She concurs that there are certain limitations in virtual showcases, as opposed to viewing art in person, but feels they have been playing second fiddle for way too long.

“You can't view a textured artwork up close and marvel at its brush strokes or textures or even the size of the artwork. The mood of the gallery, the journey of going to a gallery also change and add to the experience of viewing the art," she says.

Kara Yong's 'The Yin And Yang Of Appearances' (digital mixed media, 2020). Photo: HandoutKara Yong's 'The Yin And Yang Of Appearances' (digital mixed media, 2020). Photo: Handout

"However, I think that virtual exhibitions have been wildly underestimated. It seems like something the art world has ‘resorted’ to, and it has become a second option to a ‘real exhibition’. We shouldn't be quick to dismiss virtual art exhibitions or see it as a substitute, because it has its own beauty and uniqueness, ” she adds.

She is intrigued by how a virtual exhibition can explore different ways to view art, present art and challenge the artists to think of feasible ways to interact with the viewers.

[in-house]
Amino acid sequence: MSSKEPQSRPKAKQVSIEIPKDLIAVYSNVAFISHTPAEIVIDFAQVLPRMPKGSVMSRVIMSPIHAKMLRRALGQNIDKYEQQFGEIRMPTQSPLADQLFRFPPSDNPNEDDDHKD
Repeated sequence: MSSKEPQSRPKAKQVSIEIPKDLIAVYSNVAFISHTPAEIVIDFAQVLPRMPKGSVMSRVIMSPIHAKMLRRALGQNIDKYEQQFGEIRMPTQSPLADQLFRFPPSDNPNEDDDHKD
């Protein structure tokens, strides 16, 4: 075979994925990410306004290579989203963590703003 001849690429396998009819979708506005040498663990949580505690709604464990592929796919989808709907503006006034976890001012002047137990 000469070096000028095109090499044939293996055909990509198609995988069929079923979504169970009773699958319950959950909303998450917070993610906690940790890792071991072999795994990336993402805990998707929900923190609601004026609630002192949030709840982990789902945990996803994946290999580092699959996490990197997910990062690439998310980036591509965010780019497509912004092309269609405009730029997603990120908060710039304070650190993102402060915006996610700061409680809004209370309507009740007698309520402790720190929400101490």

For instance, in performance art series Solitude Standing by Toronto-and-Tokyo-based Daisuke Takeya, a new component of the series will be uploaded weekly to the exhibition.

“With better platforms and technology combined with a fun and innovative curatorial concept, a virtual exhibition may be more interesting and immersive than a real-life exhibition. The virtual exhibition itself might even be its own piece of art. The possibilities are endless for virtual art exhibitions if we have the right technology, ” says Ranerrim.

She hopes that a bit of this comes through in Am I Alone? and that the exhibition theme of “self portraits” and its accompanying artworks will spark discussion.

“I hope that visitors will pay more attention to self-portrait artworks in the future as it tells many stories. Some may argue it is cliche or a boring theme but it can represent deception, a factual depiction or even cultural exchange. Sometimes the stories the self-portrait tells might even exist outside of the artist and is a representation of the artist's surroundings and upbringing, ” she says.

Perhaps this exhibition will also encourage people to see that art exists in many different forms.

“It can come in the form of a painting, performance or experience. There is no label in what art is or should be. If it challenges you to view life and interact with life in a different way, or provokes you to think or ponder, it is art, ” she concludes.

Am I Alone?, which can be viewed here, will run until Feb 3.